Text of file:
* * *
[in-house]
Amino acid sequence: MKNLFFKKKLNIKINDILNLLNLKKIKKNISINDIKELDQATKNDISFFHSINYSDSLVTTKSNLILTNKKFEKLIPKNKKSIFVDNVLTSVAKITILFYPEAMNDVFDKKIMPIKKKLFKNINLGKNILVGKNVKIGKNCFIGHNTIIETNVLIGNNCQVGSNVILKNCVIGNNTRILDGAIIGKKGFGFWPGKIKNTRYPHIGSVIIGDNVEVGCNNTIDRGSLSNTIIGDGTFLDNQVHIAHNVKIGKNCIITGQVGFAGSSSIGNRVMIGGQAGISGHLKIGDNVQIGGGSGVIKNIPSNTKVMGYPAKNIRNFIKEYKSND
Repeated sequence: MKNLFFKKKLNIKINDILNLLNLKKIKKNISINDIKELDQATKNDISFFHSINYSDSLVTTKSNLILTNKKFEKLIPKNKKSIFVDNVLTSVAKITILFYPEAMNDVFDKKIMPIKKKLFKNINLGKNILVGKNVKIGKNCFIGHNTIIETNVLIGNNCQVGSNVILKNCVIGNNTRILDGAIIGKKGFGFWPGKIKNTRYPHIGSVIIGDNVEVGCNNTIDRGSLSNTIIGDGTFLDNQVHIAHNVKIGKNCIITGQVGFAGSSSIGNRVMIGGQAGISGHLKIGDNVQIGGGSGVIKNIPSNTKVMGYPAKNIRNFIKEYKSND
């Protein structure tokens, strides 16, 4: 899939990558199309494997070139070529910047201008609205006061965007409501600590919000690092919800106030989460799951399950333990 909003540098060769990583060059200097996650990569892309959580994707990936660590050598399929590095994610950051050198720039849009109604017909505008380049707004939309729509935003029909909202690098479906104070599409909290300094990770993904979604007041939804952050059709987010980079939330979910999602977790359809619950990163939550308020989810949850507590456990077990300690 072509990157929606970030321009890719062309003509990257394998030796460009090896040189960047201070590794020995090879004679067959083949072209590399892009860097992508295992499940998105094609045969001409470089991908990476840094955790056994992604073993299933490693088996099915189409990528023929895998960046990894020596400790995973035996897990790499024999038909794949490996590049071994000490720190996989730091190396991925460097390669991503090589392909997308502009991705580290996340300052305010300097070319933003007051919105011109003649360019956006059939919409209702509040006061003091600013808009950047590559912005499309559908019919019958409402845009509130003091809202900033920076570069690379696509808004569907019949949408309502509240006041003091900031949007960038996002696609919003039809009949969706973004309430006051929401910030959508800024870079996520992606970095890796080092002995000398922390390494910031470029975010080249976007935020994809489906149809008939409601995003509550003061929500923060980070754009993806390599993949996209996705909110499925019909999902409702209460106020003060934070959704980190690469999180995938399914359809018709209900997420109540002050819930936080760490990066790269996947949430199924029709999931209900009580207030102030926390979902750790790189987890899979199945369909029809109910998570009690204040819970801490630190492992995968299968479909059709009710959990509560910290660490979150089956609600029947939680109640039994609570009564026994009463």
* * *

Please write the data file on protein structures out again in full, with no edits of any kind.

[in-house]
Amino acid sequence: MKNLFFKKKLNIKINDILNLLNLKKIKKNISINDIKELDQATKNDISFFHSINYSDSLVTTKSNLILTNKKFEKLIPKNKKSIFVDNVLTSVAKITILFYPEAMNDVFDKKIMPIKKKLFKNINLGKNILVGKNVKIGKNCFIGHNTIIETNVLIGNNCQVGSNVILKNCVIGNNTRILDGAIIGKKGFGFWPGKIKNTRYPHIGSVIIGDNVEVGCNNTIDRGSLSNTIIGDGTFLDNQVHIAHNVKIGKNCIITGQVGFAGSSSIGNRVMIGGQAGISGHLKIGDNVQIGGGSGVIKNIPSNTKVMGYPAKNIRNFIKEYKSND
Repeated sequence: MKNLFFKKKLNIKINDILNLLNLKKIKKNISINDIKELDQATKNDISFFHSINYSDSLVTTKSNLILTNKKFEKLIPKNKKSIFVDNVLTSVAKITILFYPEAMNDVFDKKIMPIKKKLFKNINLGKNILVGKNVKIGKNCFIGHNTIIETNVLIGNNCQVGSNVILKNCVIGNNTRILDGAIIGKKGFGFWPGKIKNTRYPHIGSVIIGDNVEVGCNNTIDRGSLSNTIIGDGTFLDNQVHIAHNVKIGKNCIITGQVGFAGSSSIGNRVMIGGQAGISGHLKIGDNVQIGGGSGVIKNIPSNTKVMGYPAKNIRNFIKEYKSND
């Protein structure tokens, strides 16, 4: 899939990558199309494997070139070529910047201008609205006061965007409501600590919000690092919800106030989460799951399950333990 909003540098060769990583060059200097996650990569892309959580994707990936660590050598399929590095994610950051050198720039849009109604017909505008380049707004939309729509935003029909909202690098479906104070599409909290300094990770993904979604007041939804952050059709987010980079939330979910999602977790359809619950990163939550308020989810949850507590456990077990300690 072509990157929606970030321009890719062309003509990257394998030796460009090896040189960047201070590794020995090879004679067959083949072209590399892009860097992508295992499940998105094609045969001409470089991908990476840094955790056994992604073993299933490693088996099915189409990528023929895998960046990894020596400790995973035996897990790499024999038909794949490996590049071994000490720190996989730091190396991925460097390669991503090589392909997308502009991705580290996340300052305010300097070319933003007051919105011109003649360019956006059939919409209702509040006061003091600013808009950047590559912005499309559908019919019958409402845009509130003091809202900033920076570069690379696509808004569907019949949408309502509240006041003091900031949007960038996002696609919003039809009949969706973004309430006051929401910030959508800024870079996520992606970095890796080092002995000398922390390494910031470029975010080249976007935020994809489906149809008939409601995003509550003061929500923060980070754009993806390599993949996209996705909110499925019909999902409702209460106020003060934070959704980190690469999180995938399914359809018709209900997420109540002050819930936080760490990066790269996947949430199924029709999931209900009580207030102030926390979902750790790189987890899979199945369909029809109910998570009690204040819970801490630190492992995968299968479909059709009710959990509560910290660490979150089956609600029947939680109640039994609570009564026994009463």